Samsung: Galaxy S III sales hit 20 million in 100 days

Samsung: Galaxy S III sales hit 20 million in 100 days

Summary: 10 million Galaxy S III smartphones sold in one month isn't bad, but 20 million in just over three months is even better.


Samsung said its global sales of the recently-released Galaxy S III smartphone have hit the 20 million mark in just over three months.

The long-awaited smartphone's roll out to the masses was initially hampered by delays and supply chain issues. It launched in Europe on May 29, but was only brought to the U.S. market in mid-June after major carriers held back on selling what few devices it had due to "manufacturer supply constraints."

But Samsung averted the crisis and managed to reach its 10 million sales in July target set by Samsung mobile business president J.K. Shin, thanks to strong demand in Europe. 

The phone's launch was strategically timed to get a headstart on rival firms' own announcements, notably Nokia, Motorola, and Apple's next-generation iPhone, due to be announced in San Francisco on September 12.

(By comparison: Apple is expected to sell between 6 to 10 million iPhone 5 smartphones sold reach by the end of the first week of its launch, pegged for mid-to-late September.)

Earlier this week, analysts said that they believed September was "the first month since the iPhone 4S launched in October 2011 that it was not the top-selling smartphone in the U.S. market," with Apple surrendering the U.S. top-selling smartphone crown to Samsung.

The Galaxy S III, dubbed as your BYOD next-best friend, it features a thin and light shell, a high-definition AMOLED display, 4G networking, and Google's Android 4.0 'Ice Cream Sandwich.'

In July, Samsung announced it was partnering with security firm AuthenTec to bring the firm's virtual private networking (VPN) technology to its range of Galaxy devices. By integrating AuthenTec's QuickSec VPN client technology, Galaxy smartphones users will have secure access to corporate networks to internal documents, features and applications on the go. 

Less than a fortnight later, Apple snapped up AuthenTec, a designer of fingerprint sensors and identity management hardware, for $356 million.

Image credit: CNET.

Topics: Samsung, Security, Smartphones, Tech Industry

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  • Two ways to match S3 sales

    There are two ways to make your sales better than the S3; release a better device, or get a court system to stop sales. One is good for the consumer, the other deadly to the Smartphone industry. Ordinary lawyers beat great techies every time -- and we all lose.

    If Samsung copied, punish them -- but make the punishment fit the crime. The death penalty for jaywalking seems excessive.
    • death penalty?

      Sorry, but the US market is not that important anymore (and it's only getting worst by the month). Even if samsung was banned in the US they could still make a truckload of money.
      • Absolutely.

        What Americans fail to understand is that their market of 300 million, pails into insignificance compared to the billions in the rest of the world.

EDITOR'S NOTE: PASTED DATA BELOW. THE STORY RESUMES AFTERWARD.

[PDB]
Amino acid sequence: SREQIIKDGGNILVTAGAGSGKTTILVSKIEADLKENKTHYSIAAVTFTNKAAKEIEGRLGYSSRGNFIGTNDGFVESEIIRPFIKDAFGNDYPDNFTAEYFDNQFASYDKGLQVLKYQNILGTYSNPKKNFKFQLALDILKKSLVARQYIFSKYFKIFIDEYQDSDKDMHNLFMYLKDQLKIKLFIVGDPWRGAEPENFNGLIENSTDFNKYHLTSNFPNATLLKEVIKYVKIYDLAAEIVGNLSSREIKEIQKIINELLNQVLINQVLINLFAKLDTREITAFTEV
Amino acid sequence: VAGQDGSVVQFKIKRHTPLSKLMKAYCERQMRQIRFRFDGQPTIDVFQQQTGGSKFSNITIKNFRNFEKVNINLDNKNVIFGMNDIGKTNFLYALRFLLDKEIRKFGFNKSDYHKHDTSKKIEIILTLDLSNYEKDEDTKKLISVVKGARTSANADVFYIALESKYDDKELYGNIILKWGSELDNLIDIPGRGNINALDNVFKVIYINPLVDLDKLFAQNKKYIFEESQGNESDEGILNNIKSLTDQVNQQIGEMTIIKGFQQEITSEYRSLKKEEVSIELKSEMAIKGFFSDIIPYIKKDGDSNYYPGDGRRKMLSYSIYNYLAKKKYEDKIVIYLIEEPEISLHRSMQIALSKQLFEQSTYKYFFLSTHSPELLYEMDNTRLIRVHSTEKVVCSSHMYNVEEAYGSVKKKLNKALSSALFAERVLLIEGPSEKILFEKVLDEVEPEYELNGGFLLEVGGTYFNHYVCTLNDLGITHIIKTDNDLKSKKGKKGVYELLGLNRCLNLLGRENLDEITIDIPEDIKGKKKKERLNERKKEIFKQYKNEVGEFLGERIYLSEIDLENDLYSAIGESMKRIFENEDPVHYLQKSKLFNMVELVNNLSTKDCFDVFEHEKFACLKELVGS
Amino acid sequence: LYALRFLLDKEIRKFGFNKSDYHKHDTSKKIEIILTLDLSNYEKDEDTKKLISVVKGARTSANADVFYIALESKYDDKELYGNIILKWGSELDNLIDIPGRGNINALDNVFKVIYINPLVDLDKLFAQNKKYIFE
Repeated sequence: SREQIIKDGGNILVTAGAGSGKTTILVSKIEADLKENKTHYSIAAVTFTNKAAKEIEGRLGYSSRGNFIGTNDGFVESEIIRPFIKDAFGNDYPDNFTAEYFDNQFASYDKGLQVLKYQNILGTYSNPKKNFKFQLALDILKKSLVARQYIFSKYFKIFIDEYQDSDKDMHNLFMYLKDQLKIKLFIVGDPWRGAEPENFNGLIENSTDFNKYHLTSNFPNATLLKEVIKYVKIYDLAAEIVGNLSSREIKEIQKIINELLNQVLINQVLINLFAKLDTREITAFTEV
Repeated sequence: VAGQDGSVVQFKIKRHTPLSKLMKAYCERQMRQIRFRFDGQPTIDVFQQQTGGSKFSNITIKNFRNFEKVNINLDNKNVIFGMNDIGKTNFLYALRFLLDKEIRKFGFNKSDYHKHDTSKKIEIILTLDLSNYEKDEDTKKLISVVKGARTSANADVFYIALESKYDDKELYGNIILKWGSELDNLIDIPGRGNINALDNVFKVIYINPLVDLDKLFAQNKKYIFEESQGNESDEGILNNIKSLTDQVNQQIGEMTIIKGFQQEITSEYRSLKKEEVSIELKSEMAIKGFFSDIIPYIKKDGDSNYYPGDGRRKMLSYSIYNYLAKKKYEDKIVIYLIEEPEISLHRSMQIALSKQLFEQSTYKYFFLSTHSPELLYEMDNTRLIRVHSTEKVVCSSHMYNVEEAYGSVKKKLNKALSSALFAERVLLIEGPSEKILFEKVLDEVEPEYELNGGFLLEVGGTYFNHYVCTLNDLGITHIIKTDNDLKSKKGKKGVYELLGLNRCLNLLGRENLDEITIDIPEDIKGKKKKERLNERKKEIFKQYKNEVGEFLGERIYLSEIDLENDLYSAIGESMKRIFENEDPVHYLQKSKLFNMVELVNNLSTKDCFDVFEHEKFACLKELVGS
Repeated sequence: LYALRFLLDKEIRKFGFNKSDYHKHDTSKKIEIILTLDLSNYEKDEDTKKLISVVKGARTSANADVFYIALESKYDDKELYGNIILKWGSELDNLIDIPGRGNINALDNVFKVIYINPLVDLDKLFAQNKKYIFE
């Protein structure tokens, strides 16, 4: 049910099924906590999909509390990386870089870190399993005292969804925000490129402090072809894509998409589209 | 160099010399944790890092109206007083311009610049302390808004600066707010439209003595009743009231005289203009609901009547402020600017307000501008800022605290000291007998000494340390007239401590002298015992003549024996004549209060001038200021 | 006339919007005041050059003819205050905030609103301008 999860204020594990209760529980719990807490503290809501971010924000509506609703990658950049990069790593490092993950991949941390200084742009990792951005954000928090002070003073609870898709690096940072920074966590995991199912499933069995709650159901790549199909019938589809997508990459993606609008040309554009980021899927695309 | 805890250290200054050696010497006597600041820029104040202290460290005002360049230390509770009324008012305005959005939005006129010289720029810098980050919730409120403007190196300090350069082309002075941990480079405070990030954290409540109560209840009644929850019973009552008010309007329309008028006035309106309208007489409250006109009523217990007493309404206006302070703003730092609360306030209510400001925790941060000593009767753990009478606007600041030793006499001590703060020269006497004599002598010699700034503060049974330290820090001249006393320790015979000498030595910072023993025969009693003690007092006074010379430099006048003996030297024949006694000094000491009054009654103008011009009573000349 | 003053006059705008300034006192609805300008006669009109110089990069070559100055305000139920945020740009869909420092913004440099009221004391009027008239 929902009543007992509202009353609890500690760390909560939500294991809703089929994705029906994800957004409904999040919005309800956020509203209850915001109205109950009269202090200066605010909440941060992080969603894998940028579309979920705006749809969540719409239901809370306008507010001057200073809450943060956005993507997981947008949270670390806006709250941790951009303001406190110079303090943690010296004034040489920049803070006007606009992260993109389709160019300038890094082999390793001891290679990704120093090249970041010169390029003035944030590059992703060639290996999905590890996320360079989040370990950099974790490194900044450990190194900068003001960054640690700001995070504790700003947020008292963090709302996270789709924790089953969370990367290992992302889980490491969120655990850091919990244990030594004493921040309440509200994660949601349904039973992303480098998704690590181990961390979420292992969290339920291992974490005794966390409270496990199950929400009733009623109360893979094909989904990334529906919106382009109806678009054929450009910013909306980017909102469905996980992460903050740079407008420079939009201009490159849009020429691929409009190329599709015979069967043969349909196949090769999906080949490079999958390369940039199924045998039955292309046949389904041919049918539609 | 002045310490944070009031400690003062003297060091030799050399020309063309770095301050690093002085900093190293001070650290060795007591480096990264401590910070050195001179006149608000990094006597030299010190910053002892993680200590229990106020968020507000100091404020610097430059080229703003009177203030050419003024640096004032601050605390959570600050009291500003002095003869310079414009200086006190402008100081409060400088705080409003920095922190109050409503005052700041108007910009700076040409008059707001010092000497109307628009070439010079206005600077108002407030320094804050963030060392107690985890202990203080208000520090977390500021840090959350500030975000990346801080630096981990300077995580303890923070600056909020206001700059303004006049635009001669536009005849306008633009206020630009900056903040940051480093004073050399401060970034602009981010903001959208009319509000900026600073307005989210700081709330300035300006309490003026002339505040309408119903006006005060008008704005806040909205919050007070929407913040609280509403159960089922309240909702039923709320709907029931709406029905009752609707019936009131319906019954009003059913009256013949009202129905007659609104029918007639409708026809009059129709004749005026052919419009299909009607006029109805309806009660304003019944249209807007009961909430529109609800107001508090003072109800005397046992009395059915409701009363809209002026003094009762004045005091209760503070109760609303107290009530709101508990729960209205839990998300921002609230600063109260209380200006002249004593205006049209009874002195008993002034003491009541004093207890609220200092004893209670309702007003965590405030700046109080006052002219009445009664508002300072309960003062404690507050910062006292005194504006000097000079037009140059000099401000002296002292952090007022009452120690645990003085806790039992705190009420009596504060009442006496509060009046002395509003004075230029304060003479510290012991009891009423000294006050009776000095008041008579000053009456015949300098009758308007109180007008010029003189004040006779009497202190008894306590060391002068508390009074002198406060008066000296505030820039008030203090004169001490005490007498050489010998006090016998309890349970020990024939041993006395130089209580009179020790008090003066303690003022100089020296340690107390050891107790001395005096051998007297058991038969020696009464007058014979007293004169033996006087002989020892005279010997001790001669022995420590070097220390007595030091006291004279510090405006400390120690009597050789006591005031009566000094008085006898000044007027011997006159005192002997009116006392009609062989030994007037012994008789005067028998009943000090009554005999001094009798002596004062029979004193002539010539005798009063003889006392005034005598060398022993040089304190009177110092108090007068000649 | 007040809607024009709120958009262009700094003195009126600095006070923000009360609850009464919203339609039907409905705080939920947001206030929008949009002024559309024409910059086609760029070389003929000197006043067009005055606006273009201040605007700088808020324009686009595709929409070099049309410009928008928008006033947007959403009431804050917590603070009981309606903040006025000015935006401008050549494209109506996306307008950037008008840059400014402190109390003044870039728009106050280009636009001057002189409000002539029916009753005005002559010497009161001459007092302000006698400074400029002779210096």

As for saying America is a rich country.

        No it isn't. That's like saying the man with a trillion dollars of debt is a rich man.
      • Apple is suing Samsung all over the world

        not just the USA.

        The US government may have a lot of debt, but US consumers still spend a lot of money on high end devices like Galaxy S3 and the iPhone4s. I'm pretty sure neither company wants to loose access to any market with doubt digit revenue for their products.
  • Err.. New math?

    "10 million Galaxy S III smartphones sold in one month isn't bad, but 20 million in just over three months is even better."

    No.. actually, it's worse.

    10M / 1 month = 10M per month
    20M / 3 months = 6.67M per month...

    (Which is why words like 'good', 'better', 'worse', 'bad', 'best' etc shouldn't be used without some kind of qualifier...)
    The Werewolf!
    • You fail to understand the economics involved...

      which, when a new product is released, the initial sales numbers will match the hyperbole and marketing and high expectations, which then means that, the subsequent periods won't be able to keep up with the initial sales.

      If the subsequent sales figures had dropped off dramatically from the initial figures, then, the product could be considered a "one hit wonder" and basically, a failure. But, the follow-up figures are almost never equal or even close to equal the initial period of sales. 20 million S3s sold in 3 months is an amazing feat, and a winner in anybody's books. If the subsequent figures continue dropping, as could be expected, but the total sales exceed all expectations after a reasonable amount of time, then, yes, 20 million in 3 months is fantastic, and perhaps 40 million in six months could be considered even more amazing. Remember that, staying power is more important than the initial sales figures, for anything. Economics deals more with the long-term returns.